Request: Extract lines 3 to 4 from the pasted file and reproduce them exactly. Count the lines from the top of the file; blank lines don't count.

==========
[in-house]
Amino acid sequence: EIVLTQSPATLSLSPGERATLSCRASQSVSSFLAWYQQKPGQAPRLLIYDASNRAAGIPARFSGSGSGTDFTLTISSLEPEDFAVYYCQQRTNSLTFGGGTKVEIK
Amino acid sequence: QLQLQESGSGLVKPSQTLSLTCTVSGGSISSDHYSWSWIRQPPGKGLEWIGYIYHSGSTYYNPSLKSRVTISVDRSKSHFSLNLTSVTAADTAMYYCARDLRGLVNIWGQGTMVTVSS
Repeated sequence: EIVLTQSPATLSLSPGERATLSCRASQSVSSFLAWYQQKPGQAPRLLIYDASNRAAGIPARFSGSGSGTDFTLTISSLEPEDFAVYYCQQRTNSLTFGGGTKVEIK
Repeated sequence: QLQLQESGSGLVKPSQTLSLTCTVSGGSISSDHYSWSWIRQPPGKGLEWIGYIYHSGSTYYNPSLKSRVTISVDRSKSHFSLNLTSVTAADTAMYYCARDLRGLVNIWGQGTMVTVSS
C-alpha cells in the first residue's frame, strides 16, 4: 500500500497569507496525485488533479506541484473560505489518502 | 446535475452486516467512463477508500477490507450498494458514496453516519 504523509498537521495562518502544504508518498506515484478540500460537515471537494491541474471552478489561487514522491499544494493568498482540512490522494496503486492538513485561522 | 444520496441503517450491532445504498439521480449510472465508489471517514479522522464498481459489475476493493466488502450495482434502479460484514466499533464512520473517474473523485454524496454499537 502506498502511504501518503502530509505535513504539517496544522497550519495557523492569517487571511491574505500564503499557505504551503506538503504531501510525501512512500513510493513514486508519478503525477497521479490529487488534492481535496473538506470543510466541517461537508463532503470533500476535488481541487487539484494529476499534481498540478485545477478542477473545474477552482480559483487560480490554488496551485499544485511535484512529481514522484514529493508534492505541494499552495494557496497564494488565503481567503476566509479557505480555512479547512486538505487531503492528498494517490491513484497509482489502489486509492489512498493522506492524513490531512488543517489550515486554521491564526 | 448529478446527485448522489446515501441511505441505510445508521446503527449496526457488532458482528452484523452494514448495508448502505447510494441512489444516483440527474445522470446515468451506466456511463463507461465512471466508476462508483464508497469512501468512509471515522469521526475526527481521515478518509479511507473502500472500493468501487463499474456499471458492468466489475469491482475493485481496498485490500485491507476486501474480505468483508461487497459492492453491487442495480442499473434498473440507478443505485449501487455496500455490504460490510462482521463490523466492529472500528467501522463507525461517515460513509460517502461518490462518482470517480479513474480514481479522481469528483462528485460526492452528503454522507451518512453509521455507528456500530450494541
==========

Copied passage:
Amino acid sequence: QLQLQESGSGLVKPSQTLSLTCTVSGGSISSDHYSWSWIRQPPGKGLEWIGYIYHSGSTYYNPSLKSRVTISVDRSKSHFSLNLTSVTAADTAMYYCARDLRGLVNIWGQGTMVTVSS
Repeated sequence: EIVLTQSPATLSLSPGERATLSCRASQSVSSFLAWYQQKPGQAPRLLIYDASNRAAGIPARFSGSGSGTDFTLTISSLEPEDFAVYYCQQRTNSLTFGGGTKVEIK